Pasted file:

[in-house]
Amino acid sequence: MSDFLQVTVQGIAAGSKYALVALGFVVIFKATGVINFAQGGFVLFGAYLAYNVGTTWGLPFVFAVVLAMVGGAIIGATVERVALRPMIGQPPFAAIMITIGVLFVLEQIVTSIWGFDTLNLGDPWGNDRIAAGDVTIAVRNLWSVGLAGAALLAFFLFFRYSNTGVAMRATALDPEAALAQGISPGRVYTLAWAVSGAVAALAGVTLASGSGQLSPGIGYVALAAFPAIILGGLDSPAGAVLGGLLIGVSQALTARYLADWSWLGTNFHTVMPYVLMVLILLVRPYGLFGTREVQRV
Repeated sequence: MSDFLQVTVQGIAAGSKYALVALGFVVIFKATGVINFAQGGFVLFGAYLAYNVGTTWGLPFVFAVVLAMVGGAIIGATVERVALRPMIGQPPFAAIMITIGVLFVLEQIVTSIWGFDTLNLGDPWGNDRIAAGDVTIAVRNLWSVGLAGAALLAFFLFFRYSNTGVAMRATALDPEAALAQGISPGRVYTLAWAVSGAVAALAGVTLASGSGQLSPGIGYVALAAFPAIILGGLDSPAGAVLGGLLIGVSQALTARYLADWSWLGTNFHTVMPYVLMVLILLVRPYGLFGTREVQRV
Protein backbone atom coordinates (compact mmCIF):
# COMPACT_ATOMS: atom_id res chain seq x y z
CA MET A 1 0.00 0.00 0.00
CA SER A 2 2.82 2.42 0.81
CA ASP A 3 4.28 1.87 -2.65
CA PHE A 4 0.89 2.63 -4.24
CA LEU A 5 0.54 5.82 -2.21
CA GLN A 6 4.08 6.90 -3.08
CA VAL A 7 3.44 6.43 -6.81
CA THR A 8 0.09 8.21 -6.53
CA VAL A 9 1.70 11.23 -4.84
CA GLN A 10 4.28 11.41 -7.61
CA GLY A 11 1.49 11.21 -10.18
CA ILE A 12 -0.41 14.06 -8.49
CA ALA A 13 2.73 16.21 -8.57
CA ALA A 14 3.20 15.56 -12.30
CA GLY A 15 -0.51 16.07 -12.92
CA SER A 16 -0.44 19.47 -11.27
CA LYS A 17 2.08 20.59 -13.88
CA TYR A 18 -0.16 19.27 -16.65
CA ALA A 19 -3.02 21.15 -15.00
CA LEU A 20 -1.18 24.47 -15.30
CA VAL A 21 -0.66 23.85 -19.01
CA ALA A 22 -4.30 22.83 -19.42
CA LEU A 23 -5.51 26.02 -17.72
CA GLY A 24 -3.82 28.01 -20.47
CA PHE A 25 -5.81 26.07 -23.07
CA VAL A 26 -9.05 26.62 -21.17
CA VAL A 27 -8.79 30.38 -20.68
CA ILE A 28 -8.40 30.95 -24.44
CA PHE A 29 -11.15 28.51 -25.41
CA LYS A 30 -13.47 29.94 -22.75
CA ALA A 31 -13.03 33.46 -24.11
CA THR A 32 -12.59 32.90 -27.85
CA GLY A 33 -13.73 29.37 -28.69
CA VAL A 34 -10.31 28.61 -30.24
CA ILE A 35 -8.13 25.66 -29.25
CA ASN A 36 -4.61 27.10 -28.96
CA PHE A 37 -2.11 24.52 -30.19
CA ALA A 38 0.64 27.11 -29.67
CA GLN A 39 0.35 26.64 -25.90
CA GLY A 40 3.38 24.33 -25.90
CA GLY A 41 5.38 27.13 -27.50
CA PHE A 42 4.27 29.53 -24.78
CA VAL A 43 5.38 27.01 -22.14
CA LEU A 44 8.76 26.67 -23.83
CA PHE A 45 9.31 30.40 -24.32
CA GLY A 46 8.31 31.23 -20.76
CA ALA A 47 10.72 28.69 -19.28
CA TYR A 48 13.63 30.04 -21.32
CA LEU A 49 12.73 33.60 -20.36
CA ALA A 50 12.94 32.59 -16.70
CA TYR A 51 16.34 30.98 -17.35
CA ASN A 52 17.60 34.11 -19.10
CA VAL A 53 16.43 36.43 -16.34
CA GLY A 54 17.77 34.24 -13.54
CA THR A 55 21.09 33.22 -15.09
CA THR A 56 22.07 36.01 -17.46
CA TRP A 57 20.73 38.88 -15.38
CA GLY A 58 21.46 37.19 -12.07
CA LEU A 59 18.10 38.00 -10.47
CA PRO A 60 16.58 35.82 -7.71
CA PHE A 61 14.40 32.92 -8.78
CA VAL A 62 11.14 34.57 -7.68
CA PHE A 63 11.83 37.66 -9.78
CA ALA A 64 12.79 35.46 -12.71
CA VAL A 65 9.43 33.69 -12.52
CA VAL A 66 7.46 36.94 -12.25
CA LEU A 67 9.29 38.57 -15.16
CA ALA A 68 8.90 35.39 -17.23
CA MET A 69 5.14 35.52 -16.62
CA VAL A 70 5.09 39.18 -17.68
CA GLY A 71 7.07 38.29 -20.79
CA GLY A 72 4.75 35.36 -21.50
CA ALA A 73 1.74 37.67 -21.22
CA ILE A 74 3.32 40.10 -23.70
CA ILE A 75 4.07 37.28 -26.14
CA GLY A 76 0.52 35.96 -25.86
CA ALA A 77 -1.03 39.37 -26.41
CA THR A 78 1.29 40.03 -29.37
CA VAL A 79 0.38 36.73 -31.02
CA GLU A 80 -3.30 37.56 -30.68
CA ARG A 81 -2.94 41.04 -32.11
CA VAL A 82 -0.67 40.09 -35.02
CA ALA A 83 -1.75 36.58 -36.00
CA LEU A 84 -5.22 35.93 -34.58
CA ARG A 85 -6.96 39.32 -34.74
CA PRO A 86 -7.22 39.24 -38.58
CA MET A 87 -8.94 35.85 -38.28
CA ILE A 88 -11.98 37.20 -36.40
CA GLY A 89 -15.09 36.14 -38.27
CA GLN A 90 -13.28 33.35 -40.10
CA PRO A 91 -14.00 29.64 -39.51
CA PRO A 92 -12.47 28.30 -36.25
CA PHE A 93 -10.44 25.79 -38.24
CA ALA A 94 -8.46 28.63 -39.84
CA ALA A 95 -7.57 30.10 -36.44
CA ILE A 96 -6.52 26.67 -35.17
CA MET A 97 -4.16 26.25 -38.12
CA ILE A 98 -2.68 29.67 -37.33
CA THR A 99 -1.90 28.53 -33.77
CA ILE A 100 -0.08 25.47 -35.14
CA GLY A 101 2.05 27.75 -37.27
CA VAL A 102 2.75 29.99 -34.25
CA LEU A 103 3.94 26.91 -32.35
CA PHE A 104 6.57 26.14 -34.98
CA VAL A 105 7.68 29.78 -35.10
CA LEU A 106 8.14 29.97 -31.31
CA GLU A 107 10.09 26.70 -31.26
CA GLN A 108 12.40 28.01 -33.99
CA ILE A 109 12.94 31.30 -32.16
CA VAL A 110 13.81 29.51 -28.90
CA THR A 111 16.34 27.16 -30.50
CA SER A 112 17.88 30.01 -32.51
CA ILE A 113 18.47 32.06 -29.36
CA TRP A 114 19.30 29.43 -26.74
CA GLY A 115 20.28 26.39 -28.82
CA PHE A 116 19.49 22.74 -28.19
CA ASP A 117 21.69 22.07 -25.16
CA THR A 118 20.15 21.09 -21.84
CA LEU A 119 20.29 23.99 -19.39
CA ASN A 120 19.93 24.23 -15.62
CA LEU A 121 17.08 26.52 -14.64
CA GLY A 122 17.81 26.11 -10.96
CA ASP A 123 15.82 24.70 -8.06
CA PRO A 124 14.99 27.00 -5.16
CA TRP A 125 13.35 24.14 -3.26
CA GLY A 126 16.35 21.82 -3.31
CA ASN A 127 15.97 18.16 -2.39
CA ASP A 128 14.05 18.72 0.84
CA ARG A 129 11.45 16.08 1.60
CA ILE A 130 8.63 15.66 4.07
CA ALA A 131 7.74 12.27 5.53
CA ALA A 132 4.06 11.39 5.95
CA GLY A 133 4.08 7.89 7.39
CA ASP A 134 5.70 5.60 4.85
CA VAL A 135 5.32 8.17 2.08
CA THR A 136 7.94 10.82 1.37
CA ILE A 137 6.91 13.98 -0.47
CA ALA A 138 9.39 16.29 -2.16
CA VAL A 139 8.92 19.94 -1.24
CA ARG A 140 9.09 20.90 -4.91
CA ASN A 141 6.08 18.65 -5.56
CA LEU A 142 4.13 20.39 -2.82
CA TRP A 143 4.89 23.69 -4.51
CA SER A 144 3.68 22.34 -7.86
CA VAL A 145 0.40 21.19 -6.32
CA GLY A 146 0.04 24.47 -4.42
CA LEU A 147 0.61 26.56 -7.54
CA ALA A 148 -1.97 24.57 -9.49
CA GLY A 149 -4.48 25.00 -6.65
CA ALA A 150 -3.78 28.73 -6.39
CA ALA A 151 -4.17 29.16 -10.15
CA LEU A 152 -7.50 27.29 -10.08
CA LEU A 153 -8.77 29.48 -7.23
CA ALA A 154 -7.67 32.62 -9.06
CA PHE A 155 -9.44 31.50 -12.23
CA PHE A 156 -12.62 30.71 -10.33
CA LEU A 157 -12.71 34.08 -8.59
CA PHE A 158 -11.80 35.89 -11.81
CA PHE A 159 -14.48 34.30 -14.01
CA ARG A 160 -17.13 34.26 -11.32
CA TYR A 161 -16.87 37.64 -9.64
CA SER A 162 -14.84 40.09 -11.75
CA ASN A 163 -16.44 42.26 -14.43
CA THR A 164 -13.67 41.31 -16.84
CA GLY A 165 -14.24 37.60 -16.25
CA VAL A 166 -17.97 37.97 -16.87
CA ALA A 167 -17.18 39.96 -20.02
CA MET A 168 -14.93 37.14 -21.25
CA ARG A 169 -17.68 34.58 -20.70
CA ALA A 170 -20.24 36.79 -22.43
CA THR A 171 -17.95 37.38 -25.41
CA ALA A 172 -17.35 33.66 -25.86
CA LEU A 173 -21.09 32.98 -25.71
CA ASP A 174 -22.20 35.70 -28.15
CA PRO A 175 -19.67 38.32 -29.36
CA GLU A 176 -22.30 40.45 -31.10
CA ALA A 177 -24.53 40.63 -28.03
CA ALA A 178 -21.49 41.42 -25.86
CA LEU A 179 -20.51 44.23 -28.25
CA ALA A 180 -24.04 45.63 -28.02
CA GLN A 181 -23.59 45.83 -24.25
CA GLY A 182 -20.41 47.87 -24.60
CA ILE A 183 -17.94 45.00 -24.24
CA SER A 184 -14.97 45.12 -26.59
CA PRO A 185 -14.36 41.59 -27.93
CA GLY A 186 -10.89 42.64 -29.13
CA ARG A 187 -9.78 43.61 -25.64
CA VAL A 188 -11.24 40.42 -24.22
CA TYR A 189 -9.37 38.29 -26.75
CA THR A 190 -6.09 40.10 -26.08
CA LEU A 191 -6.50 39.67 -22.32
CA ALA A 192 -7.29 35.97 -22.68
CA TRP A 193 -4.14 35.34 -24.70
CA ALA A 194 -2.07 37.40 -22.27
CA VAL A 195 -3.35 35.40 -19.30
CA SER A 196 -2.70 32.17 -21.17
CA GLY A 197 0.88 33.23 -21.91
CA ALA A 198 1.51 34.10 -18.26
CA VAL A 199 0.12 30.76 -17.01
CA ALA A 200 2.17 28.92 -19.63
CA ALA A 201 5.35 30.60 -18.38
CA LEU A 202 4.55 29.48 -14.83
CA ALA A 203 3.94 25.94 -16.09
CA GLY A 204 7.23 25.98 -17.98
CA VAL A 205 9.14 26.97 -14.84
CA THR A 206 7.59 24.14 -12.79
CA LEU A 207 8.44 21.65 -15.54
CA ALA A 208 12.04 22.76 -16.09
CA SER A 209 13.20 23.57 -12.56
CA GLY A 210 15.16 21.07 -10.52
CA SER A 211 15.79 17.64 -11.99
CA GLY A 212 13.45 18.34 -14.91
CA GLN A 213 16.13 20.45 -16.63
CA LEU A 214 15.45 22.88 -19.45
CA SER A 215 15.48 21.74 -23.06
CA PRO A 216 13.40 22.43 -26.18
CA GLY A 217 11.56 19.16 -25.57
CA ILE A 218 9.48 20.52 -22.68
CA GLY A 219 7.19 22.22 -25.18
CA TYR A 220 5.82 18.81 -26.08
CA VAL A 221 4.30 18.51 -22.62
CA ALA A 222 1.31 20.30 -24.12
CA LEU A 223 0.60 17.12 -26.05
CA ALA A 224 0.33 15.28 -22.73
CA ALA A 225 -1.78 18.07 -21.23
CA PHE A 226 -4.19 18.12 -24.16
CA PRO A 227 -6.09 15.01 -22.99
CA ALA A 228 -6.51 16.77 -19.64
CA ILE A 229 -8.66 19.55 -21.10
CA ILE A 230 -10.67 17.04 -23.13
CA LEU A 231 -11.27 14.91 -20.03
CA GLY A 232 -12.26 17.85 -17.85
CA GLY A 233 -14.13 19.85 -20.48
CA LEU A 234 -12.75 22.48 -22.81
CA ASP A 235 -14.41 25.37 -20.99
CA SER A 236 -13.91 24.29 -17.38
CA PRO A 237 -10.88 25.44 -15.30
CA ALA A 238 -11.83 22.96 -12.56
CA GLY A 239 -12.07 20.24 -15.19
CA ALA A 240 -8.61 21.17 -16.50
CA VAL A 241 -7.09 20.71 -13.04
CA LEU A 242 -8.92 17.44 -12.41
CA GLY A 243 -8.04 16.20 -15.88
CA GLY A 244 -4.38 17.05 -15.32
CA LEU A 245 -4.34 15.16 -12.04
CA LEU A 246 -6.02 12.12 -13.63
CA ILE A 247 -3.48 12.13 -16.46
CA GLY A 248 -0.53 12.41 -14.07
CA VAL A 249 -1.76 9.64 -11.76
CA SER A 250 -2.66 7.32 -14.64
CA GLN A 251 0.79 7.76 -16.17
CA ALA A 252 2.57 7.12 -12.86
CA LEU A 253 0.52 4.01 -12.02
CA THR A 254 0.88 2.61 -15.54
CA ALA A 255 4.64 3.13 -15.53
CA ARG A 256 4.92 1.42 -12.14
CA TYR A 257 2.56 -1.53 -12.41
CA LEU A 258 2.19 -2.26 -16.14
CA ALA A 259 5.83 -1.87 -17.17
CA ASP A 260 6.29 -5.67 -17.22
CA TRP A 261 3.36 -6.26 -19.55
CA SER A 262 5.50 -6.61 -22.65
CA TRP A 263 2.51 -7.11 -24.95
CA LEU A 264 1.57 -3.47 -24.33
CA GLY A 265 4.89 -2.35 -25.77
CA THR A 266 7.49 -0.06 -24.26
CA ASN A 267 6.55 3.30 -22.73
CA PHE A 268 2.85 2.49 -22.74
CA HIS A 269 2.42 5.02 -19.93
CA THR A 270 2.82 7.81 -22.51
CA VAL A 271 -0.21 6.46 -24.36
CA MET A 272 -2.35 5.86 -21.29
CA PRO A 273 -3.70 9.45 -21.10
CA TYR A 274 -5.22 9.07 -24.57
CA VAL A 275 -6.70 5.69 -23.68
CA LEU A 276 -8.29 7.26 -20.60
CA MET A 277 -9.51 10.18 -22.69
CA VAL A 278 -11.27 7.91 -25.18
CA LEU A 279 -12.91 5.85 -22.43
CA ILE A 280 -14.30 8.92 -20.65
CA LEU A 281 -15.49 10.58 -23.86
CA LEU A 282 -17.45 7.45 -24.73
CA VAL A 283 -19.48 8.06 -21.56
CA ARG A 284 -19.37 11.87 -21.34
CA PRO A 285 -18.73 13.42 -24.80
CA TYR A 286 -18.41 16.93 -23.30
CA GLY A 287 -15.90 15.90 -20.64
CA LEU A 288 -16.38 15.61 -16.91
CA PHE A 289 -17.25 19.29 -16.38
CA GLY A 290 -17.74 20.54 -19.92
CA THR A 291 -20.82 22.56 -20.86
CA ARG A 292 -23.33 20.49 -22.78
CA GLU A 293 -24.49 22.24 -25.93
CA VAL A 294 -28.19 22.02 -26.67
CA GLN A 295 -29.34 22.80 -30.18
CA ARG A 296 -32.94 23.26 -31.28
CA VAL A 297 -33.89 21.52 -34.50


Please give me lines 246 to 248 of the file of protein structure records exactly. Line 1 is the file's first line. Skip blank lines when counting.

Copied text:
CA VAL A 241 -7.09 20.71 -13.04
CA LEU A 242 -8.92 17.44 -12.41
CA GLY A 243 -8.04 16.20 -15.88